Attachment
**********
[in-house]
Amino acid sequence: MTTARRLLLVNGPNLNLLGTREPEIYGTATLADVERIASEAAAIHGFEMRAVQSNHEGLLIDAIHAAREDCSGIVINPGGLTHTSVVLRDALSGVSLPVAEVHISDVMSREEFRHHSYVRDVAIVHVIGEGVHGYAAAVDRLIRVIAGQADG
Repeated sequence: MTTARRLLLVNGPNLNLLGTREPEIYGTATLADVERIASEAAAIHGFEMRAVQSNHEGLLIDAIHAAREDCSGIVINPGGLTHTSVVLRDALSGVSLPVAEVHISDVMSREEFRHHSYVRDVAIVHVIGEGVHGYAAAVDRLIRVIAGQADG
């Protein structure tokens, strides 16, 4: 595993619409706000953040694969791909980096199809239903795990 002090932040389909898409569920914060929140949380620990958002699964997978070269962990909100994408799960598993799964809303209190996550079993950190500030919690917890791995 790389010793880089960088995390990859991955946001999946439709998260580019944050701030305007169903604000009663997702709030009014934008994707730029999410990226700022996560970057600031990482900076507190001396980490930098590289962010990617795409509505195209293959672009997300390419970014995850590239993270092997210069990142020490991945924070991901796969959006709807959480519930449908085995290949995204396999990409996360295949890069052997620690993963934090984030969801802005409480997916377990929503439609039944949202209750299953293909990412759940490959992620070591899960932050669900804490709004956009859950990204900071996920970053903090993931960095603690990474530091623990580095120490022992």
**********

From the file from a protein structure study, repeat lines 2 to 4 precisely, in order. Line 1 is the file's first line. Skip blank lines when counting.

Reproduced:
Amino acid sequence: MTTARRLLLVNGPNLNLLGTREPEIYGTATLADVERIASEAAAIHGFEMRAVQSNHEGLLIDAIHAAREDCSGIVINPGGLTHTSVVLRDALSGVSLPVAEVHISDVMSREEFRHHSYVRDVAIVHVIGEGVHGYAAAVDRLIRVIAGQADG
Repeated sequence: MTTARRLLLVNGPNLNLLGTREPEIYGTATLADVERIASEAAAIHGFEMRAVQSNHEGLLIDAIHAAREDCSGIVINPGGLTHTSVVLRDALSGVSLPVAEVHISDVMSREEFRHHSYVRDVAIVHVIGEGVHGYAAAVDRLIRVIAGQADG
């Protein structure tokens, strides 16, 4: 595993619409706000953040694969791909980096199809239903795990 002090932040389909898409569920914060929140949380620990958002699964997978070269962990909100994408799960598993799964809303209190996550079993950190500030919690917890791995 790389010793880089960088995390990859991955946001999946439709998260580019944050701030305007169903604000009663997702709030009014934008994707730029999410990226700022996560970057600031990482900076507190001396980490930098590289962010990617795409509505195209293959672009997300390419970014995850590239993270092997210069990142020490991945924070991901796969959006709807959480519930449908085995290949995204396999990409996360295949890069052997620690993963934090984030969801802005409480997916377990929503439609039944949202209750299953293909990412759940490959992620070591899960932050669900804490709004956009859950990204900071996920970053903090993931960095603690990474530091623990580095120490022992």